We were all gathered in Calgary’s Queen’s Park Cemetery at his grave, where script on a simple wooden cross read, “Murdoch Burnett, poet.” He had attempted suicide before, so his death hadn’t come as a surprise. A Chinook arch pushed the clouds east. Two of the Burnett brothers were there, one of them a dead ringer for Murdoch, giving us the unsettling impression that he was attending his own funeral. A lost RCMP officer in full dress uniform approached as Murdoch’s sister, a minister, was performing the service. We turned to look at him, and his younger sister said, “You’re too late.”
After the ceremony, we all went to the sister’s home and ate sandwiches and drank coffee and told stories—and did what every funeral demands: resurrect the best of the deceased and leave the rest in the ground.
I met Murdoch in grade twelve. I was a new kid, having arrived in Calgary from Winnipeg a few weeks after school started. He quit the day I showed up. He came in to the diner across from the school; many students ate lunch there, and I was sitting tentatively at a table, trying to fit in. His brow was furrowed in anger, and he looked like one of the monsters from Where the Wild Things Are. He yelled to those assembled, “I’m quitting this fucking prison, and if any of you have half a brain, you’ll quit, too.” He slammed the door, and we went back to our lunches. I didn’t see him again until months later, when a friend introduced us. He said he was a poet, an exotic concept in that oil town.
An admirer of the Beat writers, he helped bring Allen Ginsberg and William S. Burroughs to Calgary for readings. He was a gregarious man who thought Dylan Thomas was a role model rather than a cautionary tale, with his drinking and writing and raging. He wore a series of dark thrift-shop suit jackets and was always doing something with a cigarette: lighting it, putting it out, waving it as he railed about local philistines or Rod Stewart selling out.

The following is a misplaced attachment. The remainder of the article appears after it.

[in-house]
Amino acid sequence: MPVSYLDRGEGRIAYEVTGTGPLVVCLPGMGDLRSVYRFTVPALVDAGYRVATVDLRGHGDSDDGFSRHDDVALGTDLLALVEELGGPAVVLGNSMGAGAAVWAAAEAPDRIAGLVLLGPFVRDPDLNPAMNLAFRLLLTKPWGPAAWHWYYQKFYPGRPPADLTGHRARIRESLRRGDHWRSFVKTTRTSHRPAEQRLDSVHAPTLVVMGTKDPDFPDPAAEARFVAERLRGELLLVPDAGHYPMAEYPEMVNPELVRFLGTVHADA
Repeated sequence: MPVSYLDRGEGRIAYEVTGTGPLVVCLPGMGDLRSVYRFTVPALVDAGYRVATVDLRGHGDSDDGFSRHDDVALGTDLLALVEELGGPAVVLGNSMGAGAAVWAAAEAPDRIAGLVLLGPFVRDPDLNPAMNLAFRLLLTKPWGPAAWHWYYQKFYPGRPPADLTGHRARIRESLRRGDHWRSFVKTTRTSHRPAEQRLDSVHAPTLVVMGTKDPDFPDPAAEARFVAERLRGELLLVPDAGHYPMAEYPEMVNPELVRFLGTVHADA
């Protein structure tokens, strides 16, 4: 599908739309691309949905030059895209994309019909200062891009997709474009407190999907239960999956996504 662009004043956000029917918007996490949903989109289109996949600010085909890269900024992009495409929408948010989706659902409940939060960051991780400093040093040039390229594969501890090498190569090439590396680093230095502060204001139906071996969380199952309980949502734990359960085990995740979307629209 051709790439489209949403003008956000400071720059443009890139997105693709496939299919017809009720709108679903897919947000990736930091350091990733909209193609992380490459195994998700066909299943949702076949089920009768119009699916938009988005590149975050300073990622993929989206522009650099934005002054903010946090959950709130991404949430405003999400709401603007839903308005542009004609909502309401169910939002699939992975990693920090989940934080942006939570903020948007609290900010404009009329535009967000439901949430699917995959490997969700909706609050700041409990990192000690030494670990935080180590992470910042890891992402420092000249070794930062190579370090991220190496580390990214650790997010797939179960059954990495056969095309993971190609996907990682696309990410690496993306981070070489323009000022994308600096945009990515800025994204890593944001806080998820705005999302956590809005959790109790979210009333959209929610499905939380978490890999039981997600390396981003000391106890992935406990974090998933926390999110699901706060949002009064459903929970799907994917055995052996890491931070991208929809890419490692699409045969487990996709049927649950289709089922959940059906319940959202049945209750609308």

Friends formed a band, and Murdoch wanted to be the drummer. He had never played before and lacked any natural talent. I would sometimes drop by his practice space and hear him banging away in a small room with the door closed. Few things sound as angry as someone learning to drum. He looked the part, at least. Spiky hair and the face of a Celtic street tough. He wanted to turn his poems into songs and watch young women melt in his presence. The band practised in a garage, drank a lot, and played around town. Like most bands, it flared briefly, then died.
After I moved east, I saw less of Murdoch. He would sometimes come to Toronto and stay with me. I went to see him read his poetry at a Queen Street bar and felt envious of the attention he received. I hadn’t written much at that point: I’d been published in a few small magazines and rejected by a dozen larger ones. Sitting in the audience among all the dark poets, like crows in their black jeans and black jackets, I looked like Murdoch’s parole officer. After the reading, a goth girl approached to tell him she, too, wrote poetry, and maybe he’d like to read some of it. Off they went.
Those days, before cellphones and social media, the city was a network of rumour: a warehouse party where David Byrne might appear, an absent-parent party in a Rosedale mansion, a speakeasy where Dan Aykroyd was tanking up. We’d canvass the city for excitement, wandering from a rooftop party filled with poets to a Queen Street bar, where we’d drink beer and wonder whether the tattooed, dead-eyed waitress had a boyfriend.